Stoney Nakoda elder reflects on white buffalo, respect

COFFEE WITH WARREN, with Warren Harbeck
Cochrane Eagle, June 6, 2012

Stoney Nakoda elder Tina Fox, a popular public speaker on First Nations cultural values, was humbled by being in the presence of a white buffalo. Photo by Warren Harbeck

Last week’s column on Dale Nemeth’s life-changing encounter with a white buffalo drew an affirming response from a highly regarded Stoney Nakoda elder.

“For sure, meeting the white buffalo is an awesome and spiritual experience,” Tina Fox, of Morley, wrote about her own encounter with Teton, the white buffalo which has been a guest at the Rafter Six Ranch Resort near Seebe for the past year-and-a-half.

“My children and I went to visit the buffalo when he first arrived at the ranch. We had taken tobacco and smudge. There were a few non-Native people there and they were trying to pet the buffalo and he didn't appreciate that, pushing them away with his head.

“When they left, we approached him carefully and I told him we were there to offer tobacco and prayer. After the tobacco offering, I lit the smudge and prayed. He walked over closer to where I had the bowl of smudge and he smudged himself!

“It was truly a humbling experience for me and all my children.”

I wasn’t surprised at all by Tina’s observations. For years she has been a mentor to me in the ways of being truly human as expressed in the values and teachings of her First Nations heritage. The pivotal value for life, as Tina sees it, is respect – so beautifully illustrated by her gentle approach to the white buffalo at the Rafter Six.

“Respect is the basis for our existence,” she told me recently. “In order to survive, we respect the self, Creator (Wakâ Ta-ogarhe), all human beings, all of creation and everything in it.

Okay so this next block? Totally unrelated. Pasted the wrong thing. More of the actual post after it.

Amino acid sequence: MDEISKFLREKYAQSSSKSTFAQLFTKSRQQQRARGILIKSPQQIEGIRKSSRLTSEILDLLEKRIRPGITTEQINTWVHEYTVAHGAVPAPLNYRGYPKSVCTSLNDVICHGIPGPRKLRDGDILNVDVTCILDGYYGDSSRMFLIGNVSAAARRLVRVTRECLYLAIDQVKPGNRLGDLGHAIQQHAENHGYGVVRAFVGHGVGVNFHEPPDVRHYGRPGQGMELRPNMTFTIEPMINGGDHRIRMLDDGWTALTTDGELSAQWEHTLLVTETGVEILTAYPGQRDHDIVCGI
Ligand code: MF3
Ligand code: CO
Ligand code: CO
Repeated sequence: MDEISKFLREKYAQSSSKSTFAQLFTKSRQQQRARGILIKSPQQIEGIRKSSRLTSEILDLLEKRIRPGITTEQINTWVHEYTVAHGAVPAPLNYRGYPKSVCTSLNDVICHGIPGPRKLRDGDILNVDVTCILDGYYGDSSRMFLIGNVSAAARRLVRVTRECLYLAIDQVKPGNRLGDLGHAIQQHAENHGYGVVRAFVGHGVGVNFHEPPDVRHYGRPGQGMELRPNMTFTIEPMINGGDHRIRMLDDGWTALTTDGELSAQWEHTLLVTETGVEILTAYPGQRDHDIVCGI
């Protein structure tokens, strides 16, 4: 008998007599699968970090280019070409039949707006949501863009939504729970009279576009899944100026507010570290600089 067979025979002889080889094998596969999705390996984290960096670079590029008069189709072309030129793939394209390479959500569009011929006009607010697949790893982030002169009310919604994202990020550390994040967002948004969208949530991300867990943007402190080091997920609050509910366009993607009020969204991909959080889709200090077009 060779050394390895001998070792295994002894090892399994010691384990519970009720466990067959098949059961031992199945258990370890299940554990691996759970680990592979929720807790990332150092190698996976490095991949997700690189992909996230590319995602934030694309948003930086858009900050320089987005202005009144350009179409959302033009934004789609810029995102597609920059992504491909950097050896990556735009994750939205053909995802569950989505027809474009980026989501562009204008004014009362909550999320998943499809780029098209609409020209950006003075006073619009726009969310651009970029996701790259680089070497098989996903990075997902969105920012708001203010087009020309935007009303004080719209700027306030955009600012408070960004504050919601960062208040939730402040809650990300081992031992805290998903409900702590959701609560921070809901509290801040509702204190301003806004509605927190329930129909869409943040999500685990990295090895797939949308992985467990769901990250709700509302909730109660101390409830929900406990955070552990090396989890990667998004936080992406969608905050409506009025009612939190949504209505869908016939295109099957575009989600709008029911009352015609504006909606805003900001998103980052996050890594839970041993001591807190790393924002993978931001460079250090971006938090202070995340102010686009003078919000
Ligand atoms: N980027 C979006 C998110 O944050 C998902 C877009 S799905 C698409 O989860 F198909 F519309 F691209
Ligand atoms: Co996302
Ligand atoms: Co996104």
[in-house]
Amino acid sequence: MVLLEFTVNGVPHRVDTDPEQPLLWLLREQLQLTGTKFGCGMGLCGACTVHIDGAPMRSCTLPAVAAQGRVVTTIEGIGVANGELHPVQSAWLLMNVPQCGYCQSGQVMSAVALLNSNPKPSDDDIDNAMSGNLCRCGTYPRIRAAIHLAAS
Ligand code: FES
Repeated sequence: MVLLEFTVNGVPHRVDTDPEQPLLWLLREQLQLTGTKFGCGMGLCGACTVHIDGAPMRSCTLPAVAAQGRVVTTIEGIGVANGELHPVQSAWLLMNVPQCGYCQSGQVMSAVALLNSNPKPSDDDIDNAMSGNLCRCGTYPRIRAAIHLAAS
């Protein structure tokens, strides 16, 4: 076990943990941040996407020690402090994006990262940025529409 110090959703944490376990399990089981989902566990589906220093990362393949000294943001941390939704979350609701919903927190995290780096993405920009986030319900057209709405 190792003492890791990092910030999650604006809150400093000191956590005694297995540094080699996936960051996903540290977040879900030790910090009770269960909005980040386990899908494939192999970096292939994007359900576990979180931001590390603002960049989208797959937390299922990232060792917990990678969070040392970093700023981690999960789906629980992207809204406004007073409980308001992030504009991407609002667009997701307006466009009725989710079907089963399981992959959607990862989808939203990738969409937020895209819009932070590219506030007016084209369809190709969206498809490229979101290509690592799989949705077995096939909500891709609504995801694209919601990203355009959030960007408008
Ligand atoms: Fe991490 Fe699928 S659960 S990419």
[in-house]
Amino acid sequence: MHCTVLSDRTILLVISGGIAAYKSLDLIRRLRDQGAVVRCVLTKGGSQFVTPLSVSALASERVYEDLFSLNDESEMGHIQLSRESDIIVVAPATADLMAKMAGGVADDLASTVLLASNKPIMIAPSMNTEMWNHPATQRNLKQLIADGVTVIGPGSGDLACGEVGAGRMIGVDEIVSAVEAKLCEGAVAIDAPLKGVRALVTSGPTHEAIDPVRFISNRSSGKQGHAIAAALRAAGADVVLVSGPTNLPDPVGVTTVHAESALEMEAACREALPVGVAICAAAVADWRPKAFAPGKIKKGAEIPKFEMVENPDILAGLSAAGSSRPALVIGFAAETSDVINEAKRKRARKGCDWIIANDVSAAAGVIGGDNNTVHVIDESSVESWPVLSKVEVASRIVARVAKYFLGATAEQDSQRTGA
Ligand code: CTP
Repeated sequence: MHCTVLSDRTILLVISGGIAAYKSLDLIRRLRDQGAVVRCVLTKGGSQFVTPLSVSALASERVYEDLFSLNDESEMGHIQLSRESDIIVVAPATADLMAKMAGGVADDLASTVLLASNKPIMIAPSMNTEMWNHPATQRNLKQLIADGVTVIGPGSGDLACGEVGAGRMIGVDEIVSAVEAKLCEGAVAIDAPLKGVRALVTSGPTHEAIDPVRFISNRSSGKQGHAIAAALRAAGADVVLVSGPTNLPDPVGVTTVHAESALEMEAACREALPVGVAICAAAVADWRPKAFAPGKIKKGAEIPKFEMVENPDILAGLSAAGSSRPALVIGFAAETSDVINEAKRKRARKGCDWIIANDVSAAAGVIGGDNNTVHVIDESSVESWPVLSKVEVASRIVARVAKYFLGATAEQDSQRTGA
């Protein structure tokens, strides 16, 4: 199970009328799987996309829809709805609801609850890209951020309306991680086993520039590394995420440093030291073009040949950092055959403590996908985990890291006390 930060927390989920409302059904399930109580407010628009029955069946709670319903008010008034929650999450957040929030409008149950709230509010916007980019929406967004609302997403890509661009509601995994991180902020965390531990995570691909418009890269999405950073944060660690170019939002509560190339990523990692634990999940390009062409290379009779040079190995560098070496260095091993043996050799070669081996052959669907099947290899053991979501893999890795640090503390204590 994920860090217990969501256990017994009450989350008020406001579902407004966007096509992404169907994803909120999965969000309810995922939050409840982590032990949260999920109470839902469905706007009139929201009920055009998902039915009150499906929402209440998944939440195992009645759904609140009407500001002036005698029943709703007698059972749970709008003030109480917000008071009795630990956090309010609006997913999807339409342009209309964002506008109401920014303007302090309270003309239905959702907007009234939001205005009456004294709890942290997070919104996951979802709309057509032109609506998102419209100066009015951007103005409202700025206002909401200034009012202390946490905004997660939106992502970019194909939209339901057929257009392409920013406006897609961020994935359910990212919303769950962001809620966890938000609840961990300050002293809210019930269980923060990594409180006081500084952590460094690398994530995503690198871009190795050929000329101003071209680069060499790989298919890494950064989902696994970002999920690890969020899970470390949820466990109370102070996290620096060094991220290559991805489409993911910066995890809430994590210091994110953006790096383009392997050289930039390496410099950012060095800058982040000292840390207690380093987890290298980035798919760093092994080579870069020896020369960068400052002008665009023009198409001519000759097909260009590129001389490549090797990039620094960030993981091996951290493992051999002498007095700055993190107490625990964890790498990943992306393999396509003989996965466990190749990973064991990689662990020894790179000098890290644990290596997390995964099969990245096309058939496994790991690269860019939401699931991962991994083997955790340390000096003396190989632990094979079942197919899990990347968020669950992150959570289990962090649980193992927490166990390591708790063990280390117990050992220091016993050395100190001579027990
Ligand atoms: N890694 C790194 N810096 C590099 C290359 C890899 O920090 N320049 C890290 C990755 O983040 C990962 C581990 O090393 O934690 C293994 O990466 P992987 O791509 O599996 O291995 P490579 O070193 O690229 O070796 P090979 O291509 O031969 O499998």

“There are many cultural teachings that help us honor the teachings of respect. We are taught that people are created by the Creator and we must treat ourselves and others as that created by God (Creator/Wakâ), no less or more than ourselves. We are taught everything that God/Wakâ created has His spirit in it or them, and we must respect them as such. Respect is built into every ceremony, rite, etc. Every protocol for how we approach an Elder for prayer or advice – ceremony, dance, and so on – is based on respect.

“It is the foundation for our traditional teachings and culture.”

Having said this, Tina is well aware that many of the younger people of her community seem lost.

“Unfortunately, due to the colonization process of the government and the residential schools' tactics to take the ‘Indian’ out of the Indian child, many of us lost our self-respect and respect for others, including the land and animals, our ceremonies, and so on.

“However, due to the perseverance and strength of our ancestors, we still retain much of our teachings, and I am very grateful to our ancestors,” she said, something for which I, too, am very grateful, in view of the respect-filled wisdom of Stoney Nakoda elders that has so enriched my own life.

To illustrate that such respect has not been totally lost among all the younger generation, however, I need look no further than Tina’s daughter Terry.

Terry Fox is a graduate student at the University of Victoria, where she’s presently writing her thesis for a Ph.D. in public administration.

Like her mother, she too is not ignorant of the effect of cultural disorientation on many First Nations people, an issue facing First Nations administrators nationwide. She has sensed this, in particular, in the disorientation resulting from the collision between the sharing values of traditional First Nations communal culture and the competitive money-based values of a culture of individualism.

“To many people, the word respect is easier said than done, especially when money comes into the picture,” she once told me. “Money, and its partner greed, makes people forget about respect.”

Back to the wisdom of the white buffalo, perhaps one lesson all of us can learn is an attitude of gratitude and generosity motivated by respect. Thanks, Tina and Terry, for this good reminder.


© 2012 Warren Harbeck

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